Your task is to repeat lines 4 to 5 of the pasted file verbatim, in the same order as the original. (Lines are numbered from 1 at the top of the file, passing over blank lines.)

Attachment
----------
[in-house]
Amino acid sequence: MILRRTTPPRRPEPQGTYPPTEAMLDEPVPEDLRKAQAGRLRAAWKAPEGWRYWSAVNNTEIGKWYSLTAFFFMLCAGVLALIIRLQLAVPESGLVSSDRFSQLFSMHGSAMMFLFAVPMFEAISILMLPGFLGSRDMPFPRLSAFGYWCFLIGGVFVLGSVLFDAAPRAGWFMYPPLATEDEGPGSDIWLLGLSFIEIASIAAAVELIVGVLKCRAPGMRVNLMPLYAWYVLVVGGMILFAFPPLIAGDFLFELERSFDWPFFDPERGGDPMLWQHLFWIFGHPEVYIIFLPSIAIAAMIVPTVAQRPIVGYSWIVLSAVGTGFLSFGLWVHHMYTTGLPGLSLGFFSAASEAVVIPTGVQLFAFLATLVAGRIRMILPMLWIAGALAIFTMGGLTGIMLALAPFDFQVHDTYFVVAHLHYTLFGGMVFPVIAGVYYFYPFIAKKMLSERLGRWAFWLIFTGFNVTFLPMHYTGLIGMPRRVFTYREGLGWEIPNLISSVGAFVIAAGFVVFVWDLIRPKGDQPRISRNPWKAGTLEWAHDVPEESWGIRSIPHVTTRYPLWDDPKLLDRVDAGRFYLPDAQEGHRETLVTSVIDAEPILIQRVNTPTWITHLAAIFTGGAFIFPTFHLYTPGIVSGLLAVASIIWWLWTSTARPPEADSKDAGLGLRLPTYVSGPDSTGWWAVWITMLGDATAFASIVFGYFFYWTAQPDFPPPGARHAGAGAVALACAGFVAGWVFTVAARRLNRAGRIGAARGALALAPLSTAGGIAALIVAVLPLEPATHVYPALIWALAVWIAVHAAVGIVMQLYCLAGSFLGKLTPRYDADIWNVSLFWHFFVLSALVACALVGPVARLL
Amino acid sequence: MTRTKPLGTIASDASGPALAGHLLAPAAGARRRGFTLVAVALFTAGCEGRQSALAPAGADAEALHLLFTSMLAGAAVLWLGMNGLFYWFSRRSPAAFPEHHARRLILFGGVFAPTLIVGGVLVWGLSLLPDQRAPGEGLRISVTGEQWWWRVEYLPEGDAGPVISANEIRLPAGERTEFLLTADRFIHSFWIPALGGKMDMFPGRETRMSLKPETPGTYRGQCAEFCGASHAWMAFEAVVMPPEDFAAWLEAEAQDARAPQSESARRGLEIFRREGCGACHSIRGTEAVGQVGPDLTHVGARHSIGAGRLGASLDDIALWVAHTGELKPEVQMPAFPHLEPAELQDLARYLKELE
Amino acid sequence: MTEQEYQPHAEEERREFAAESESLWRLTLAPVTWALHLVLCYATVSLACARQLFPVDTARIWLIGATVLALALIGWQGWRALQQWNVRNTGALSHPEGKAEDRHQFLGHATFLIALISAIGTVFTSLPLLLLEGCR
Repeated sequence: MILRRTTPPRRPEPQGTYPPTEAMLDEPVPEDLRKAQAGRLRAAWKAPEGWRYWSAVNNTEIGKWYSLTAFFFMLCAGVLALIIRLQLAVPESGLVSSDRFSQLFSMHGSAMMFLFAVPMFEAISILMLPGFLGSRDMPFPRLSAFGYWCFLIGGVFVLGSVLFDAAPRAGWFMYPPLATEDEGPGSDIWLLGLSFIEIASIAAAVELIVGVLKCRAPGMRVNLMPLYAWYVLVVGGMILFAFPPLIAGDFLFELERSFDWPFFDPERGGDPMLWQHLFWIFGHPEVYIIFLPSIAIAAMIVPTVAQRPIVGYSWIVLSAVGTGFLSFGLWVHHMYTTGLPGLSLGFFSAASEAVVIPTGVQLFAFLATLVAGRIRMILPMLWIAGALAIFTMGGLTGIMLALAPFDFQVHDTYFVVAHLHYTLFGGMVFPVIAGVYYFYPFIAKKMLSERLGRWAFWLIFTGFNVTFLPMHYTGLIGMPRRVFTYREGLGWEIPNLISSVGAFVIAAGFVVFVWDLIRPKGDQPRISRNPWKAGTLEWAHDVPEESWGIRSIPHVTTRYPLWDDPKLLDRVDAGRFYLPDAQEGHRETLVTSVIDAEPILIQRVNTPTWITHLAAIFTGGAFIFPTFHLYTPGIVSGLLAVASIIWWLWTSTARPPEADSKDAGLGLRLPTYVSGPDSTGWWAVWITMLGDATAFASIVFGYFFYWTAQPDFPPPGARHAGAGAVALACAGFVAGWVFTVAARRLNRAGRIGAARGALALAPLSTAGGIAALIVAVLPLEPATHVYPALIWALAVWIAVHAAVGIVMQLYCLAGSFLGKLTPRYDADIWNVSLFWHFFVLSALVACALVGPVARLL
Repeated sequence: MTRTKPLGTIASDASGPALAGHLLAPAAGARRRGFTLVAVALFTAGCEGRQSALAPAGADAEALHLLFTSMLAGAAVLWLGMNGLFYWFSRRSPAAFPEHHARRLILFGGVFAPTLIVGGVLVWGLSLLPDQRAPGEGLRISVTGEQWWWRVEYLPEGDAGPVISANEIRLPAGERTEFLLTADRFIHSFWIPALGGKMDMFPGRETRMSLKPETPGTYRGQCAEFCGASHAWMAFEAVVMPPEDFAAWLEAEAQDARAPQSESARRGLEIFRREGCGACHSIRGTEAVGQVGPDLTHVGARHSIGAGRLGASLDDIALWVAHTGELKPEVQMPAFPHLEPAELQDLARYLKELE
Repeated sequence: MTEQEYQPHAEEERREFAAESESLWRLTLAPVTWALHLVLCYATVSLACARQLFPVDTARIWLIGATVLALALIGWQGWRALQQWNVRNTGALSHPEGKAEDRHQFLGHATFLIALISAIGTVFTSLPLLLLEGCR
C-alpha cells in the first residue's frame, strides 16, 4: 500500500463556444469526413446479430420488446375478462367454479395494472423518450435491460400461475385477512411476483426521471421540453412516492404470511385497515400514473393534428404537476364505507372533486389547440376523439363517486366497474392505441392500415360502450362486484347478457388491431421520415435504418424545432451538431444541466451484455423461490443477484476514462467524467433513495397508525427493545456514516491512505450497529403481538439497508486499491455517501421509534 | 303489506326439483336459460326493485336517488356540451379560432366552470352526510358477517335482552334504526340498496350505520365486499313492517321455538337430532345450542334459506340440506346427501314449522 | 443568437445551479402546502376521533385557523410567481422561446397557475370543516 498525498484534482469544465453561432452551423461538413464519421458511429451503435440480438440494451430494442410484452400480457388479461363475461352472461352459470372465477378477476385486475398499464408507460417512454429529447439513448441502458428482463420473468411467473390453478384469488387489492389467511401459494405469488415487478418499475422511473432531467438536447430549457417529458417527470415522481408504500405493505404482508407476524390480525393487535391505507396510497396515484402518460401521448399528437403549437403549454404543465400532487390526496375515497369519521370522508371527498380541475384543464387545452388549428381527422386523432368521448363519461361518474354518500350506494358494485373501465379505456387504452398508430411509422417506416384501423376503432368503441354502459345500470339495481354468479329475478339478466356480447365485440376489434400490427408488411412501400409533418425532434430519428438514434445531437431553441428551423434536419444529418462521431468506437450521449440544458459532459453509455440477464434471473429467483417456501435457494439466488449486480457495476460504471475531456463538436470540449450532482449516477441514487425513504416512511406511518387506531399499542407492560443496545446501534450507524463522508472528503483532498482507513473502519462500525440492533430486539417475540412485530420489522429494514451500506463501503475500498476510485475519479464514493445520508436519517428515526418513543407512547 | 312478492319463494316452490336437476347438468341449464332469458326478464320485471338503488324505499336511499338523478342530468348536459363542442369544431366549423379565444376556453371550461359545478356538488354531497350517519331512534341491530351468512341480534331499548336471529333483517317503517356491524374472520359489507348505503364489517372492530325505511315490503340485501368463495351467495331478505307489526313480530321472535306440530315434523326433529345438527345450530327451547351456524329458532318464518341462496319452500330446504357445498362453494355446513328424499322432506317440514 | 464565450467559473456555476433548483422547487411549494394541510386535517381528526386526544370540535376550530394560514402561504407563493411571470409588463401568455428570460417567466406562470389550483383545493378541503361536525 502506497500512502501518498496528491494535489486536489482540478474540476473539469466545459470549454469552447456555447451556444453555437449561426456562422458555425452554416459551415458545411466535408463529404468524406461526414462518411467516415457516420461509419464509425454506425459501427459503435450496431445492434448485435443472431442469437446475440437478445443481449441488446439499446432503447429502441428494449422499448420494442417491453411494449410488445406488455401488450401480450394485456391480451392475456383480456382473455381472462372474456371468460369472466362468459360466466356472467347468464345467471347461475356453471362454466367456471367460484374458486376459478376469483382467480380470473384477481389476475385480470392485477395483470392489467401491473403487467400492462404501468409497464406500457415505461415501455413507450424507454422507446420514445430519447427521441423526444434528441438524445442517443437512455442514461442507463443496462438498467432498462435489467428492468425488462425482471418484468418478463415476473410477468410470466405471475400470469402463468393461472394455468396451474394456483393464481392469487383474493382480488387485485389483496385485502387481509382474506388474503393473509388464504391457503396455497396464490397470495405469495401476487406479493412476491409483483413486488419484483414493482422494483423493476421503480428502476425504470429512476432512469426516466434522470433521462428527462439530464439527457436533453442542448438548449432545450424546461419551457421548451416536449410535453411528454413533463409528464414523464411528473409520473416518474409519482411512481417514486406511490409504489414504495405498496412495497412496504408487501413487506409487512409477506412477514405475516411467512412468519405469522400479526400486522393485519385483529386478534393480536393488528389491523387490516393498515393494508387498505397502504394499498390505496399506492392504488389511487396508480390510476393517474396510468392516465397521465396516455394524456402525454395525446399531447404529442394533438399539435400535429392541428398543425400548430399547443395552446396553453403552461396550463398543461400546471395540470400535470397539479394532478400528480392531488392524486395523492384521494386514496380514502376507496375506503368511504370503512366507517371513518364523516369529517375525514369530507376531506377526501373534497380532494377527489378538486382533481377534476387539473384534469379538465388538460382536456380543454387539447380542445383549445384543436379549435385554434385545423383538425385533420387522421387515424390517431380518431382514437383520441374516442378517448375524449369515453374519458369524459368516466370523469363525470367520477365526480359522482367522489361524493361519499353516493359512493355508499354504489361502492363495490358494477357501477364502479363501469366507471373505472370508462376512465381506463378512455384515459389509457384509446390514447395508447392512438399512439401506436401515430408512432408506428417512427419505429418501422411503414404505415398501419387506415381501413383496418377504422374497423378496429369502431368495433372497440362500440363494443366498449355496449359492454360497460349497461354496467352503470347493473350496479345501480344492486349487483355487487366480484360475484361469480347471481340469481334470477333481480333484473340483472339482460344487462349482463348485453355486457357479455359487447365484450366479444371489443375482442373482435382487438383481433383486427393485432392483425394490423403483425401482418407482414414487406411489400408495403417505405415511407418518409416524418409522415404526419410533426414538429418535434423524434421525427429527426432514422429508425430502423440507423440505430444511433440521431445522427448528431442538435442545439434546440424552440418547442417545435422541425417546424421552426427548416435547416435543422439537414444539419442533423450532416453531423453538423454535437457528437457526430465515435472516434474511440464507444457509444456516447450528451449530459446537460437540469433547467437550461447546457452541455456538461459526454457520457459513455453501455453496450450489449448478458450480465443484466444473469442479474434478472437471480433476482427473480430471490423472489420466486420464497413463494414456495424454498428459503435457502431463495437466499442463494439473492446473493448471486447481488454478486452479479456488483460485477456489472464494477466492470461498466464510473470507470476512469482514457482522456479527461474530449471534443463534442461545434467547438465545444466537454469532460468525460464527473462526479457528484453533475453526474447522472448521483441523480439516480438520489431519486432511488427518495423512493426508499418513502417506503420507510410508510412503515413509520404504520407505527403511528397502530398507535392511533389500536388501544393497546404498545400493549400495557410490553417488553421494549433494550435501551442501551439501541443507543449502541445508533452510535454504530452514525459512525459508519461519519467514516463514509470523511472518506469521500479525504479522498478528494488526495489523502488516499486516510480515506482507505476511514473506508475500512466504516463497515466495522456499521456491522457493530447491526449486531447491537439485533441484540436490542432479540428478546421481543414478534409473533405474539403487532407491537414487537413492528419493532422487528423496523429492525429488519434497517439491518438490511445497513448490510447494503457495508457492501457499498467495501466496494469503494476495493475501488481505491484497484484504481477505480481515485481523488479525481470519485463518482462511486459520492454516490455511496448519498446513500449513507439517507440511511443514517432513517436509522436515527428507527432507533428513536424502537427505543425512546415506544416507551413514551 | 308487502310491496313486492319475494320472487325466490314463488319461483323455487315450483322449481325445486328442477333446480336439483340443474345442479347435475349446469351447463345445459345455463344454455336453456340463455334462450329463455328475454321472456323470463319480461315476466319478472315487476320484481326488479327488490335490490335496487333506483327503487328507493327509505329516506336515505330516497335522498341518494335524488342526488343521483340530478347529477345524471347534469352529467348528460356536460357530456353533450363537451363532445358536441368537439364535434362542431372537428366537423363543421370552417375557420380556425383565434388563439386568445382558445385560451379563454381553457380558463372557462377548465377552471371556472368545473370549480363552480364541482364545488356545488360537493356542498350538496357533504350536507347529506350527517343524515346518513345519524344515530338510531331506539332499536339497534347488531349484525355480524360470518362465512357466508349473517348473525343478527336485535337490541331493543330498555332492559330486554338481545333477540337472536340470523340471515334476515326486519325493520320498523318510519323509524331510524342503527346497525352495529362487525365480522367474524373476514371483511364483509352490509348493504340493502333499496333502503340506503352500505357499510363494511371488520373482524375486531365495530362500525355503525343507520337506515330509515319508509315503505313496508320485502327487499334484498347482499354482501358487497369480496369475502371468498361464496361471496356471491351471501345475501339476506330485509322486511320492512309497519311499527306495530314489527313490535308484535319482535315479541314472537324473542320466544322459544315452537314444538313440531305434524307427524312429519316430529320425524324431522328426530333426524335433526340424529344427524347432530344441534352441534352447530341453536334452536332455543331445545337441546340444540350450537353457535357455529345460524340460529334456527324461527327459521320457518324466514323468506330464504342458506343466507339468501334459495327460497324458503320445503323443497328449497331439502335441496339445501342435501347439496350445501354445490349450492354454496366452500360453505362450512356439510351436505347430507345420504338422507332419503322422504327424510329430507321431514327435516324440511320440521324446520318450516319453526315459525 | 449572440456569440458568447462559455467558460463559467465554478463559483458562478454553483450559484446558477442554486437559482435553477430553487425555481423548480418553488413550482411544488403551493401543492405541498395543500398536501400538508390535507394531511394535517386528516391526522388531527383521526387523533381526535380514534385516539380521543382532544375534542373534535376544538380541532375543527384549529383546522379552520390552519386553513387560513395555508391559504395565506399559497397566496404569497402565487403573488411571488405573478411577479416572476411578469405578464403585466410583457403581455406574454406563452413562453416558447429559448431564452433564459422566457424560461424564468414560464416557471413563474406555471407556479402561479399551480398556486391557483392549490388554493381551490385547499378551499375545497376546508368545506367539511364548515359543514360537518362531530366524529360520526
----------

Amino acid sequence: MTEQEYQPHAEEERREFAAESESLWRLTLAPVTWALHLVLCYATVSLACARQLFPVDTARIWLIGATVLALALIGWQGWRALQQWNVRNTGALSHPEGKAEDRHQFLGHATFLIALISAIGTVFTSLPLLLLEGCR
Repeated sequence: MILRRTTPPRRPEPQGTYPPTEAMLDEPVPEDLRKAQAGRLRAAWKAPEGWRYWSAVNNTEIGKWYSLTAFFFMLCAGVLALIIRLQLAVPESGLVSSDRFSQLFSMHGSAMMFLFAVPMFEAISILMLPGFLGSRDMPFPRLSAFGYWCFLIGGVFVLGSVLFDAAPRAGWFMYPPLATEDEGPGSDIWLLGLSFIEIASIAAAVELIVGVLKCRAPGMRVNLMPLYAWYVLVVGGMILFAFPPLIAGDFLFELERSFDWPFFDPERGGDPMLWQHLFWIFGHPEVYIIFLPSIAIAAMIVPTVAQRPIVGYSWIVLSAVGTGFLSFGLWVHHMYTTGLPGLSLGFFSAASEAVVIPTGVQLFAFLATLVAGRIRMILPMLWIAGALAIFTMGGLTGIMLALAPFDFQVHDTYFVVAHLHYTLFGGMVFPVIAGVYYFYPFIAKKMLSERLGRWAFWLIFTGFNVTFLPMHYTGLIGMPRRVFTYREGLGWEIPNLISSVGAFVIAAGFVVFVWDLIRPKGDQPRISRNPWKAGTLEWAHDVPEESWGIRSIPHVTTRYPLWDDPKLLDRVDAGRFYLPDAQEGHRETLVTSVIDAEPILIQRVNTPTWITHLAAIFTGGAFIFPTFHLYTPGIVSGLLAVASIIWWLWTSTARPPEADSKDAGLGLRLPTYVSGPDSTGWWAVWITMLGDATAFASIVFGYFFYWTAQPDFPPPGARHAGAGAVALACAGFVAGWVFTVAARRLNRAGRIGAARGALALAPLSTAGGIAALIVAVLPLEPATHVYPALIWALAVWIAVHAAVGIVMQLYCLAGSFLGKLTPRYDADIWNVSLFWHFFVLSALVACALVGPVARLL